A simplified example to illustrate the need
Imagine you are a teacher and want to store your student information in a simple spreadsheet. You have all the usual columns of information:
Student ID | First Name | Middle Initial | Last Name | Age | Gender | Grade
But you want to add relevant contact information. Now organizing the information gets a little trickier.
You want to add Mother and Father contact information. No problem…except half of your students have step-parents. You need to add a few more columns for Step-Mother and Step-Father. However you would like to have the primary contracts where the student usually lives. So you need another column to store that information and perhaps several phone numbers – work, mobile, home.
Primary Contact | Mother | Contact home1 | Contact mobile1 | Contact work1 | Father | Contact home2 | Contact mobile2 | Contact work2 | StepMother | etc.
Hopefully, you now see the challenge of complexity in just this simple example. It gets messy quickly. Not all real world information fits nicely into rows and columns. Yes, if you plan ahead you could build a complex spreadsheet or relational database to account for possible combinations and permutations, but in corporate settings the data spans many databases and many departments. And rarely do the sources and structure remain static.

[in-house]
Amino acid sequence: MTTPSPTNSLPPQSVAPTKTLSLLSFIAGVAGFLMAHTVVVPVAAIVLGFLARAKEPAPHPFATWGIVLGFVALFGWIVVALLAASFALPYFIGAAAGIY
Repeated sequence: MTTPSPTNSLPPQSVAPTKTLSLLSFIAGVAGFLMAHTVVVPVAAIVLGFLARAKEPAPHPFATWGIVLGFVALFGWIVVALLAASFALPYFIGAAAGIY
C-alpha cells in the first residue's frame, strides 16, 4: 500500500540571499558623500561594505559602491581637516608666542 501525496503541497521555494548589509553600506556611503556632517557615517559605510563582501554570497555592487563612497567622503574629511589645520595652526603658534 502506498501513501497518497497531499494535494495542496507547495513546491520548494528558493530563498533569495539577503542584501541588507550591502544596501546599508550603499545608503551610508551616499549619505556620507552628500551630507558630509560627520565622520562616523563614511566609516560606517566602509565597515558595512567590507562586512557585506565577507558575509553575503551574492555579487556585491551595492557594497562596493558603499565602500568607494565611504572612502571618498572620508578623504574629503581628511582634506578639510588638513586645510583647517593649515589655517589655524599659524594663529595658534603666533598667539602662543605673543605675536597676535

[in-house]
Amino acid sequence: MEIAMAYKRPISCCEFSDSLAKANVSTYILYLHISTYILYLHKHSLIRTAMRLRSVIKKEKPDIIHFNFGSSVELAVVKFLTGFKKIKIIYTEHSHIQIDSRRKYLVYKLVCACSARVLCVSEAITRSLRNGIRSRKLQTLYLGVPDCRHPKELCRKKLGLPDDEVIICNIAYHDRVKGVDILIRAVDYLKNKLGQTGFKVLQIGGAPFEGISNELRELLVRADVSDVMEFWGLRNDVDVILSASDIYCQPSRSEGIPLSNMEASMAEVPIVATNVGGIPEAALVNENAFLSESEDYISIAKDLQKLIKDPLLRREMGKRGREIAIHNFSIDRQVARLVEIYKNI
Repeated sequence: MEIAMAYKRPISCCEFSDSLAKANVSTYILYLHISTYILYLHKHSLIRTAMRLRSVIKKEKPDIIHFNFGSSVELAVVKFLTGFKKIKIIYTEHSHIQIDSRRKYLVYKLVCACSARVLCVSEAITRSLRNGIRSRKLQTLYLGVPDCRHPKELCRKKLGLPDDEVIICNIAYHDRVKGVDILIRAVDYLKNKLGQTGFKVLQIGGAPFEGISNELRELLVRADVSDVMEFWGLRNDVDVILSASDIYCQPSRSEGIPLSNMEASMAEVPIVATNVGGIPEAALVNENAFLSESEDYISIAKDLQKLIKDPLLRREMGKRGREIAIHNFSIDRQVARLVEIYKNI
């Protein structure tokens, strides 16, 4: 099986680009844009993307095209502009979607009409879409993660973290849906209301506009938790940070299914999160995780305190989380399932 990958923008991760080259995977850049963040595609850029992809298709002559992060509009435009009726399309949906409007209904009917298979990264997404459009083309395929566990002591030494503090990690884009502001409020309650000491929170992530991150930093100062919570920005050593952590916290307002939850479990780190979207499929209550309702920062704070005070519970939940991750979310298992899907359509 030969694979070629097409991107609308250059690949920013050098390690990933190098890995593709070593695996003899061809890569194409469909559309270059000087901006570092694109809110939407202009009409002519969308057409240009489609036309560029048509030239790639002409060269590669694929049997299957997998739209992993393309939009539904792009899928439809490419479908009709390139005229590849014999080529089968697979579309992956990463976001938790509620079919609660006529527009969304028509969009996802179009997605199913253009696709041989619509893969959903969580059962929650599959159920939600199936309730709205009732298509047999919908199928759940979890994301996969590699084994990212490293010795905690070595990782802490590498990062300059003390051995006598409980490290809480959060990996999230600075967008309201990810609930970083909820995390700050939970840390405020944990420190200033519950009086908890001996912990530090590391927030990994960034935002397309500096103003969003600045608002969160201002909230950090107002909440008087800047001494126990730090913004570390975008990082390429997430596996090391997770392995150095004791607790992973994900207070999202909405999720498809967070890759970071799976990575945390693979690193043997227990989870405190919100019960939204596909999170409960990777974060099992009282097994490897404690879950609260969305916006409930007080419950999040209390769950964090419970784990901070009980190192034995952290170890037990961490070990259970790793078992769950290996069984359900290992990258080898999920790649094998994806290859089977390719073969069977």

The AllegroGraph semantic graph database is structured to easily and simply represent complex, real world structures of data. It is also built to make it easy to add new types of information, on the fly, and integrate that new information without changing the database structure. AllegroGraph works particularly well when the data is located across multiple data sources, such as a CRM database, a social network contacts database, website traffic logs, financial payment systems, public data sources, etc. Lastly with over 80% of all data unstructured, the future is only going to get more complex, not less.